President Joe Biden took office with an ambitious foreign policy agenda summed up by his favorite campaign tagline: “America is back.” Above all, that meant repairing the damage done to America’s global standing by his predecessor, former President Donald Trump. During his four years in office, Trump strained ties with America’s allies in Europe and Asia, raised tensions with adversaries like Iran and Venezuela, and engaged in a trade war with China that left bilateral relations in their worst state in decades.
In principle, Biden’s agenda is rooted in a repudiation of Trump’s “America First” legacy and the restoration of the multilateral order. That was reflected in his early moves to rejoin the Paris Climate Accords and the World Health Organization, and reestablish U.S. leadership on climate diplomacy. The COVID-19 pandemic has also offered Biden an opportunity to reassert America’s global leadership role and begin repairing ties that began to fray under Trump.
But in practice, some of Biden’s priorities bear a close resemblance to Trump’s agenda. His “foreign policy for the middle class,” which ties U.S. diplomacy to peace, security and prosperity at home, has been described as a dressed-up version of Trump’s emphasis on putting U.S. interests above its global commitments. Biden also followed through on Trump’s deal to withdraw from Afghanistan without consulting or coordinating with Washington’s NATO allies—and has paid a political cost for the collapse of the Afghan government and chaotic evacuation that ensued. And on other issues—like his approach to Cuba and his immigration and border policies—Biden has not demonstrated any urgency to make immediate changes. Similarly, he only belatedly lifted controversial tariffs on European steel and aluminum imports, and fully opened the U.S. border to travelers from Europe, Canada and Mexico.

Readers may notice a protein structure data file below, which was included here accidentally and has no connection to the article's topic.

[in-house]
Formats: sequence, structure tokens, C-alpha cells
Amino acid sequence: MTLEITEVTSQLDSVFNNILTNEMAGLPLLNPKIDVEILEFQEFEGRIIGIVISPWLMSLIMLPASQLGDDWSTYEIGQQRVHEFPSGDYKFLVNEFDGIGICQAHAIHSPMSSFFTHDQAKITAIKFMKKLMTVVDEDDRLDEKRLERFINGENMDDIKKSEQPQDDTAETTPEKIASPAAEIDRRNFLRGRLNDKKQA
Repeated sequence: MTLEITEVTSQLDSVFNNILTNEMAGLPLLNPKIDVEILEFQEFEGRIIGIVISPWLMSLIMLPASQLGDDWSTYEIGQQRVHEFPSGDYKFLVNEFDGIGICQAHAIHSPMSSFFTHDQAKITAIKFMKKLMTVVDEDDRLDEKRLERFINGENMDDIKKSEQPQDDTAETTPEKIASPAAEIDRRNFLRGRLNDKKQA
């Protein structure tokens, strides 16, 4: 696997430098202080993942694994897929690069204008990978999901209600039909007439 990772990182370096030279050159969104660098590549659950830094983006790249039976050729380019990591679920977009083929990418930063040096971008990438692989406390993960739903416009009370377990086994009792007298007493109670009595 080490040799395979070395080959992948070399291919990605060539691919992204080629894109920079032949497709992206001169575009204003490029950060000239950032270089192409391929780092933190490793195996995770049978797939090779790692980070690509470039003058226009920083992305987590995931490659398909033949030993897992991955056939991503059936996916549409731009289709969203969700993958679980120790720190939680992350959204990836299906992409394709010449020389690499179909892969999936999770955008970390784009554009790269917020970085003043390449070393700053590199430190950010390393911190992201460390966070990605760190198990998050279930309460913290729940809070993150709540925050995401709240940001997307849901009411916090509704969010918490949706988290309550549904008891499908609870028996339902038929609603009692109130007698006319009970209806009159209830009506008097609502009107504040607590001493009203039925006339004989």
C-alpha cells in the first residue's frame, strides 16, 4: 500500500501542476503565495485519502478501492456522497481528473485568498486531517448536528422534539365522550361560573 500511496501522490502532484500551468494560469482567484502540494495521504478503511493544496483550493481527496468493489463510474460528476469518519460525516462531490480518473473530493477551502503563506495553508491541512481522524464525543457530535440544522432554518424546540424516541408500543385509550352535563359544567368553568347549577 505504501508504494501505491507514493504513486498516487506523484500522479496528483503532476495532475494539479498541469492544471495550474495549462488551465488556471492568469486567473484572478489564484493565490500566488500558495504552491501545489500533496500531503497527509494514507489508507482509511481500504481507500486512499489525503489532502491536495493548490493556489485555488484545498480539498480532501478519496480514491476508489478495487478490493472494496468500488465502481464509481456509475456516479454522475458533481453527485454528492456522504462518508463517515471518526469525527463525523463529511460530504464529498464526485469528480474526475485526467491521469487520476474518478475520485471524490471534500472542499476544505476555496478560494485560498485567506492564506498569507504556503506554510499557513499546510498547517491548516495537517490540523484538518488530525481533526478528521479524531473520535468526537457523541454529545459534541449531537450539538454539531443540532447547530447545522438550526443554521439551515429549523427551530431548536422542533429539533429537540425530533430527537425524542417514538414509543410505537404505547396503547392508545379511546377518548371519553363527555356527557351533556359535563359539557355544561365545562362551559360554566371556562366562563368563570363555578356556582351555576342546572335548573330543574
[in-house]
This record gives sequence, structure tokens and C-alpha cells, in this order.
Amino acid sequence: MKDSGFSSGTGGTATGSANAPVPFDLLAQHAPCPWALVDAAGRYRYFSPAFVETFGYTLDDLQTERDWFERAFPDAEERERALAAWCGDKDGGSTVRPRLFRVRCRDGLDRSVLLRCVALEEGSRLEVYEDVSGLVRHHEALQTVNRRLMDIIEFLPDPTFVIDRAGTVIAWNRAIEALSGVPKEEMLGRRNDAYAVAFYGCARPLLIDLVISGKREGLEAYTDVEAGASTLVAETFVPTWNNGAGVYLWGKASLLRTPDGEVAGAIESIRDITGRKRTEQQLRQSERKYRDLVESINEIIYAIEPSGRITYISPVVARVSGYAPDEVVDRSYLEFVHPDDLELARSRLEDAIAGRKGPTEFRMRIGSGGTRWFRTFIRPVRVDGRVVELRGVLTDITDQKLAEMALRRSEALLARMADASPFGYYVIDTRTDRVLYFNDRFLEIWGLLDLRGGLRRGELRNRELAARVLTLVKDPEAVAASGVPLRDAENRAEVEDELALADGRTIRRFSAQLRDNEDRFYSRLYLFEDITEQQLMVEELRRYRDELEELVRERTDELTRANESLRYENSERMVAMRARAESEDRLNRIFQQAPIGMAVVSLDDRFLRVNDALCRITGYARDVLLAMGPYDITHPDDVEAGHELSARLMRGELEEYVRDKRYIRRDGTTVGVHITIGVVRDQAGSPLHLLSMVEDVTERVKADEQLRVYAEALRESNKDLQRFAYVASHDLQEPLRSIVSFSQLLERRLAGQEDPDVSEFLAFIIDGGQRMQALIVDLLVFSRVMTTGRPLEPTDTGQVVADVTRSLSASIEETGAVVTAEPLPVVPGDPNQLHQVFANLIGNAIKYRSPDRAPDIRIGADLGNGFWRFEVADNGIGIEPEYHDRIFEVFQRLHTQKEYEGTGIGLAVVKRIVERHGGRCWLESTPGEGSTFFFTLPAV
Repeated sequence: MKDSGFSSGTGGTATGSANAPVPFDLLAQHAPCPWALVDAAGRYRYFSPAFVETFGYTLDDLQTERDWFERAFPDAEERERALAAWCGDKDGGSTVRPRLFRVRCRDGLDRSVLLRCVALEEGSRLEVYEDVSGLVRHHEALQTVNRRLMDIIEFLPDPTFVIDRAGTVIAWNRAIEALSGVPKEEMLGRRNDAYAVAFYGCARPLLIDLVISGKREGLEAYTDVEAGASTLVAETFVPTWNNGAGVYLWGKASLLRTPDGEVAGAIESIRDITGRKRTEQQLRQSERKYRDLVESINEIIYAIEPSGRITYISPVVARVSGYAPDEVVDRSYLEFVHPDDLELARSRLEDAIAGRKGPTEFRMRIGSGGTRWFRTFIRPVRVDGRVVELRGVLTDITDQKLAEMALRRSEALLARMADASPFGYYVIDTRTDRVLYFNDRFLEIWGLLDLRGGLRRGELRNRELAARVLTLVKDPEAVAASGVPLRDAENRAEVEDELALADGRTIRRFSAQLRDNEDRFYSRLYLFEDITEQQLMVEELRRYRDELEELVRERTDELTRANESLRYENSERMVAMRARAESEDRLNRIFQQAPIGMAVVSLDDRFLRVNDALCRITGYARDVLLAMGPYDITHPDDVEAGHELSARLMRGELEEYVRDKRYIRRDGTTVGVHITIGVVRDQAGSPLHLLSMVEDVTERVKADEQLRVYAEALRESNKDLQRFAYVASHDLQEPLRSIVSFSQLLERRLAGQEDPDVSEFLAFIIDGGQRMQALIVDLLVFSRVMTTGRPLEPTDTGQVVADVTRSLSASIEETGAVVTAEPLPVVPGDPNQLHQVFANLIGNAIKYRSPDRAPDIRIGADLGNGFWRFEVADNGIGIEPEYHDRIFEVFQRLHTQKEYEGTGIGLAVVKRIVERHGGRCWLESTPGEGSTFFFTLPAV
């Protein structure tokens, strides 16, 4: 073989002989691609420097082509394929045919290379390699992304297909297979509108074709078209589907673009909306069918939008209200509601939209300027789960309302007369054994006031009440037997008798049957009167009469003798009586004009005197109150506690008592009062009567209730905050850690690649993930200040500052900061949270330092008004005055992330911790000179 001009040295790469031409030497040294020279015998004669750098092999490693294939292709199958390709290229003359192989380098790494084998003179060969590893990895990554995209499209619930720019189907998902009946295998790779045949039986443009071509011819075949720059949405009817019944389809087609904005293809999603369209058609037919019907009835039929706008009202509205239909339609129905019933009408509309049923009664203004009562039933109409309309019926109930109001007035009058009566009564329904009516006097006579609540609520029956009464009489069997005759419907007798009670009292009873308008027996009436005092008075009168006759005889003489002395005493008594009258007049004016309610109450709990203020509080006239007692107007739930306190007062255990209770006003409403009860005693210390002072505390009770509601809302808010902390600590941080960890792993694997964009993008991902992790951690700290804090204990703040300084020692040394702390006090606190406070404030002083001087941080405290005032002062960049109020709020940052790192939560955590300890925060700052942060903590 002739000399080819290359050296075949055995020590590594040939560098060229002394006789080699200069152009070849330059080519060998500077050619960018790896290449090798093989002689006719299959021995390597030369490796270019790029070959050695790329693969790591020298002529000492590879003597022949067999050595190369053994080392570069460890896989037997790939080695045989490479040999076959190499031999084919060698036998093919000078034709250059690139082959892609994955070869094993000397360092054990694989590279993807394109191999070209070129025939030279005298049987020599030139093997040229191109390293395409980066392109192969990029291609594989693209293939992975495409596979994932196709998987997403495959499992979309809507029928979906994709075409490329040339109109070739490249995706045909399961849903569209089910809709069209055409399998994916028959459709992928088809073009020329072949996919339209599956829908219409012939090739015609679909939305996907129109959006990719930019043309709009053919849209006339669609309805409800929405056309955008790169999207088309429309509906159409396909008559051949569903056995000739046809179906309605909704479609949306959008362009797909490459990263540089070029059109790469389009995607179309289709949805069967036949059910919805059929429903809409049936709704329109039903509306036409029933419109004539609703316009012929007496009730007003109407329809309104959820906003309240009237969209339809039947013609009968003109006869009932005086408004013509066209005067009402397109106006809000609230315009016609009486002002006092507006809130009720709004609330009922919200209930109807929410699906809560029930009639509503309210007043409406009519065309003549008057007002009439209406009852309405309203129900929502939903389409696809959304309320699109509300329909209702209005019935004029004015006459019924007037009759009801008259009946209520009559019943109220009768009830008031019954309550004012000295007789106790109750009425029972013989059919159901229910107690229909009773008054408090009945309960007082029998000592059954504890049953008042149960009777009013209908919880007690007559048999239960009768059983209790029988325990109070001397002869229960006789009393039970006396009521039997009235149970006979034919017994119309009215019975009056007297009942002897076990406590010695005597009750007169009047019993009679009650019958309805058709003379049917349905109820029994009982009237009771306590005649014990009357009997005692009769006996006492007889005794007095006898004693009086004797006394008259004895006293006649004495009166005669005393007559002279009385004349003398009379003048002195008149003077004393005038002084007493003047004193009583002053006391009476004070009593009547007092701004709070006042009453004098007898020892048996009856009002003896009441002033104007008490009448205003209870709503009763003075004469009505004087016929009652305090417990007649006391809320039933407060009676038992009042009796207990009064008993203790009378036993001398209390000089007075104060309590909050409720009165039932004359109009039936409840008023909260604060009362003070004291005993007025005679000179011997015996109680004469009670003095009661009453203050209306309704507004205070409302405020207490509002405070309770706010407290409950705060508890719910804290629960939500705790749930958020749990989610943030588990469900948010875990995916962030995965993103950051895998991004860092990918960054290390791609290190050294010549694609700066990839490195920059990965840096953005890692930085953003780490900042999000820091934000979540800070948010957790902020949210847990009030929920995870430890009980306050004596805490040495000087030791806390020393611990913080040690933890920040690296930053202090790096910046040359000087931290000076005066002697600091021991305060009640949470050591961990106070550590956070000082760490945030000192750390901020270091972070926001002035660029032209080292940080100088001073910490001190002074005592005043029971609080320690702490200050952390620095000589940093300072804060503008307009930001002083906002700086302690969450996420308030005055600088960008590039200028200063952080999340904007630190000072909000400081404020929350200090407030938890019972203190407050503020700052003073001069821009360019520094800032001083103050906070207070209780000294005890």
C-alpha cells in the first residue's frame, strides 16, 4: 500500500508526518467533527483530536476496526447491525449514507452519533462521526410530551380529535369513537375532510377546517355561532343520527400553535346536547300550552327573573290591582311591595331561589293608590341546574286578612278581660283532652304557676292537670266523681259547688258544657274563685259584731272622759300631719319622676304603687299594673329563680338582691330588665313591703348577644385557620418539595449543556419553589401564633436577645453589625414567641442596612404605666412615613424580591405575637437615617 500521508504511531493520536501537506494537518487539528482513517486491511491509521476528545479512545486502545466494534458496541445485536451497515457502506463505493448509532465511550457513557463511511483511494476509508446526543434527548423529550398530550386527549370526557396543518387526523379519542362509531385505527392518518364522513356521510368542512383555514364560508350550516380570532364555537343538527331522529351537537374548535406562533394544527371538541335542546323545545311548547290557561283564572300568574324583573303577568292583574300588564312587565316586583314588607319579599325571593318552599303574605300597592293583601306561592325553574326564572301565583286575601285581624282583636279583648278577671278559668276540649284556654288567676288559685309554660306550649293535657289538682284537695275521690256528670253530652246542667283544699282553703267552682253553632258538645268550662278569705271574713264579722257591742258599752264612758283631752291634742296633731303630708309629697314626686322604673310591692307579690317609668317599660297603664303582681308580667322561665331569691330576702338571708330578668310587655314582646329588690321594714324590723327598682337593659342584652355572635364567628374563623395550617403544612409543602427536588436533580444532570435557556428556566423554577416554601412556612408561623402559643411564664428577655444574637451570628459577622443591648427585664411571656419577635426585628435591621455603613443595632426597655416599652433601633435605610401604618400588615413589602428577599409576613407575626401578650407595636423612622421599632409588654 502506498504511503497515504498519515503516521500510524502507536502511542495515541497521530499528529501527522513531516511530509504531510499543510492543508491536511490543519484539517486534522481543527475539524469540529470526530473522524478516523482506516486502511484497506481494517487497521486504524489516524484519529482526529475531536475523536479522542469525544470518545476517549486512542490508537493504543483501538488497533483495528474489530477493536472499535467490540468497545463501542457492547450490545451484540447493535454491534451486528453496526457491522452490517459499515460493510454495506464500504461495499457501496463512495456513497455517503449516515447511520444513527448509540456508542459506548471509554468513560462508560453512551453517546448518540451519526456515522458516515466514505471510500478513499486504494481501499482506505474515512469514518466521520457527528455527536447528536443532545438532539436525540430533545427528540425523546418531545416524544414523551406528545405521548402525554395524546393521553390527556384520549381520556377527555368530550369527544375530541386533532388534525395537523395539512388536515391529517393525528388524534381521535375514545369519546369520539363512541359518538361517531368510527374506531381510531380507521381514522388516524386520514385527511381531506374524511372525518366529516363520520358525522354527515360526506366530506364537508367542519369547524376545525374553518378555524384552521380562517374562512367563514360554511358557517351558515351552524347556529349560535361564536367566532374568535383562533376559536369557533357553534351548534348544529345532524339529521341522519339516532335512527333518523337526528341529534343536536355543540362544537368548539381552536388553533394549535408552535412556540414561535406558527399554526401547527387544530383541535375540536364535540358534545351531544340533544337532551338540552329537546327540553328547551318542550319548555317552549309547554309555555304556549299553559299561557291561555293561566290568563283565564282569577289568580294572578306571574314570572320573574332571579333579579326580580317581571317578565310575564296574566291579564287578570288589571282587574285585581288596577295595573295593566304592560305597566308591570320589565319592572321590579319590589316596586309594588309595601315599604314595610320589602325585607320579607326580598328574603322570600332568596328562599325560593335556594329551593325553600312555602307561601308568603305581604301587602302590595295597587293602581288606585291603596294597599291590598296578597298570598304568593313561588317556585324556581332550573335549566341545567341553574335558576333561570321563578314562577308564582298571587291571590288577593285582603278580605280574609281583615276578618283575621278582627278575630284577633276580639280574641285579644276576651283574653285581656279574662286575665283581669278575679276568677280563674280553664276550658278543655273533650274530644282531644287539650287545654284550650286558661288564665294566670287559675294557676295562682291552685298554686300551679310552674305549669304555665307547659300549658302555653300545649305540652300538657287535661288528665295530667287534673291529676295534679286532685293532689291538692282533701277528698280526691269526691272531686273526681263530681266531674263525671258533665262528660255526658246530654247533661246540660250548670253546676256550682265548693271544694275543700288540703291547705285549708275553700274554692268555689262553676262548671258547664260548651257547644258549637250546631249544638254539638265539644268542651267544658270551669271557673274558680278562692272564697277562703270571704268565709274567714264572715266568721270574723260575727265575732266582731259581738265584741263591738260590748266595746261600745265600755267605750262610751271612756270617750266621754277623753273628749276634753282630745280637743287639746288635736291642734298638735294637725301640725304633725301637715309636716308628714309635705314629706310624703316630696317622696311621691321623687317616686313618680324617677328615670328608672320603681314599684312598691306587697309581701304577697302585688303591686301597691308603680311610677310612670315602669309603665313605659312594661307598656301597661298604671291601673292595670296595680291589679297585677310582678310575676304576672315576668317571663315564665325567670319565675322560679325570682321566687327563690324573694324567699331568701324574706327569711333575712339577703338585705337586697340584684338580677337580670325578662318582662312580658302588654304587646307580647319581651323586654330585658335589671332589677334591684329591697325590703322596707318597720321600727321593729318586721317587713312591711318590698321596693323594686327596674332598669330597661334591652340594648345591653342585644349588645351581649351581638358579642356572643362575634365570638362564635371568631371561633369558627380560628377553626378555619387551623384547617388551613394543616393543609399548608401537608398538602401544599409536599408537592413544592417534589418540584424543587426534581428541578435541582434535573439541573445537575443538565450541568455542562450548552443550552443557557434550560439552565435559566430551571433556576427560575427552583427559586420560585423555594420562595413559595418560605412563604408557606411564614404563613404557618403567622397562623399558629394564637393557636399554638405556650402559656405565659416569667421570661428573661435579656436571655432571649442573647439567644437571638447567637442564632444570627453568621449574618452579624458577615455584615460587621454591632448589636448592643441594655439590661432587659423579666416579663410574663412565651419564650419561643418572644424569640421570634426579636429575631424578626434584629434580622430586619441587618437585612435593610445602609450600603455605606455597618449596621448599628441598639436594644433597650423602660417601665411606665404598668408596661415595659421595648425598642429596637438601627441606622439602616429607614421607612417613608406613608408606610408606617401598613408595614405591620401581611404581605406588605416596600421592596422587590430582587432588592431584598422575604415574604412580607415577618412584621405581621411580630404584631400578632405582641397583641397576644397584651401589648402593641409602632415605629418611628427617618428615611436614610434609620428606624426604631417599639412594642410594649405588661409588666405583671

Despite the rhetorical commitment to repudiating Trump, Biden may find it difficult to fully restore a pre-Trump status quo. Countries may no longer be willing to follow the U.S. lead on democracy promotion after the erosion of America’s democratic norms during the Trump era. And Europe, in particular, has recalibrated its relationship with the United States and may no longer be willing to align with America’s approach, particularly the hardening of relations with China. But as the war in Ukraine and the crisis leading up to it highlight, there is still high demand among allies, partners and other countries around the world for decisive U.S. leadership.
WPR has covered U.S. foreign policy in detail and continues to examine key questions about will happen next. Will Biden maintain a tough approach on China, and at what cost? Will his administration be able to resurrect the nuclear deal with Iran? And will the war in Ukraine prevent Biden from shifting the geographic focus of U.S. foreign policy to the likely centers of global challenges and opportunities in Asia and Africa? Below are some of the highlights of WPR’s coverage.
Our Most Recent Coverage
The U.S. Must Raise the Stakes for Sudan’s Coup Leaders
Since last October’s coup, millions of Sudanese have taken to the streets to show their determination to get Sudan back on a path toward democracy. The U.S. should support them by making clear to Sudan’s generals they will face serious consequences unless they, with civilian leaders, put the country back on a transitional path.